Leola Vierra stepped gingerly among the hardened pools of melted metal, charred wood and broken glass that are almost all that remain of the home where she lived for nearly 50 years.
Sifting through the rubble, she found two cow-patterned vessels, part of her extensive collection of bovine figurines. Nearby, her son discovered the blackened remnants of his late grandfather’s pistol from his days as a Lahaina policeman from the late 1940s to 1970s.
There was no sign of the beloved cat, Kitty Kai, that used to greet Vierra when she came home from work and church.
“I’m so sad — devastated,” she said. “This was my home.”
Vierra, her husband and two adult children returned to the property on Tuesday for the first time since the deadliest wildfire in more than a century in the United States whipped through on August 8, obliterating the historic town of Lahaina and killing at least 97 people.
They were among the first small group of residents to be allowed back into the burn zone to see where their homes once stood.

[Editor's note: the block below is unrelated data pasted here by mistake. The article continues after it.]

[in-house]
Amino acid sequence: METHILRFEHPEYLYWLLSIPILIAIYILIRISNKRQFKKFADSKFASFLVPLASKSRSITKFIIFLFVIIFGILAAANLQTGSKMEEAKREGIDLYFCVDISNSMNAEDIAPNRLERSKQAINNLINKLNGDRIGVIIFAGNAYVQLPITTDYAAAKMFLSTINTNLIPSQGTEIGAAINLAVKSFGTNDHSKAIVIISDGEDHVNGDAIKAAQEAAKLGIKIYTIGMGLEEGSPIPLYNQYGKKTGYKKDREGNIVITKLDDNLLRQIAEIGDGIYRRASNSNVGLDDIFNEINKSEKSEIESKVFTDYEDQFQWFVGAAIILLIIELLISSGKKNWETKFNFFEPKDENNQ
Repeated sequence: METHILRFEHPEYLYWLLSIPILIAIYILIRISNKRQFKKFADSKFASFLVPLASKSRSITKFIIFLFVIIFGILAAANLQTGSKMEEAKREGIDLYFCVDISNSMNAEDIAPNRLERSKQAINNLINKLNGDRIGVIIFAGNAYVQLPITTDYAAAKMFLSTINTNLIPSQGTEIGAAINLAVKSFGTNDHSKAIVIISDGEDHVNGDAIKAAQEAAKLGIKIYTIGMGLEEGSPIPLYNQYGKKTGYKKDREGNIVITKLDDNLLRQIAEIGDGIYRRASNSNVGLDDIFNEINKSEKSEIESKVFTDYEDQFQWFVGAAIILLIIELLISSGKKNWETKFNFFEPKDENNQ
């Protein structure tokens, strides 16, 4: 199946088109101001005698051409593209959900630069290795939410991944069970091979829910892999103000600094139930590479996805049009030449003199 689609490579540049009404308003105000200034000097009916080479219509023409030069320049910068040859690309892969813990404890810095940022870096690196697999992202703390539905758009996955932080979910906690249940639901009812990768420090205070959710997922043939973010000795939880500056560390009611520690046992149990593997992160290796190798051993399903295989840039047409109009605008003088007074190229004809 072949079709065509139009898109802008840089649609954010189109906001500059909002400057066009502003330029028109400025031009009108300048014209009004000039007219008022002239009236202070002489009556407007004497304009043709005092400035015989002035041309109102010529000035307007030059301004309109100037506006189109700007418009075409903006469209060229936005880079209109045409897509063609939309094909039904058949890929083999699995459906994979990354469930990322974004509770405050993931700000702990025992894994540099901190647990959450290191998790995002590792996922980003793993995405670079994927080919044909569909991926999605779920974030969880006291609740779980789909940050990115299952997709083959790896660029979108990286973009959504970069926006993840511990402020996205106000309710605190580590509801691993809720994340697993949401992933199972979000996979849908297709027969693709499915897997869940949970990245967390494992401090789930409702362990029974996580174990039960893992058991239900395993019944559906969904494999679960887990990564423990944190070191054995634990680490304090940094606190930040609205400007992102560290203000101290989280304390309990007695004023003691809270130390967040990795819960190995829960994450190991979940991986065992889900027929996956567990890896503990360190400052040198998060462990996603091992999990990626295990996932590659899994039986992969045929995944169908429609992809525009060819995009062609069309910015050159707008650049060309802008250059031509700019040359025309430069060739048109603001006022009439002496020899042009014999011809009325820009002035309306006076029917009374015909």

They wore boots, white coveralls, face masks and gloves to protect them from toxic ash and other dangers, but their visit was cut short after about 15 minutes when workers showed up and cordoned off the property with yellow caution tape.
A US Environmental Protection Agency official informed them over the phone that a crew did a “last quality assurance check” on Saturday afternoon and didn’t like not knowing what was underneath the crumpled remnants of the roof. A team would return on Wednesday morning and the agency would call with an update, the official said.
Afterwards, the family milled about on the sidewalk and looked toward the property.
The Vierras have been staying at a resort hotel, like thousands of other survivors whom the government has put up in temporary housing across Maui. Vierra’s son Mika, who works in sales in Utah, said he and his sister have decided to rebuild when the cleanup is done, whenever that is.
“We’ll be sure to rebuild something nice where our old house used to be,” he said.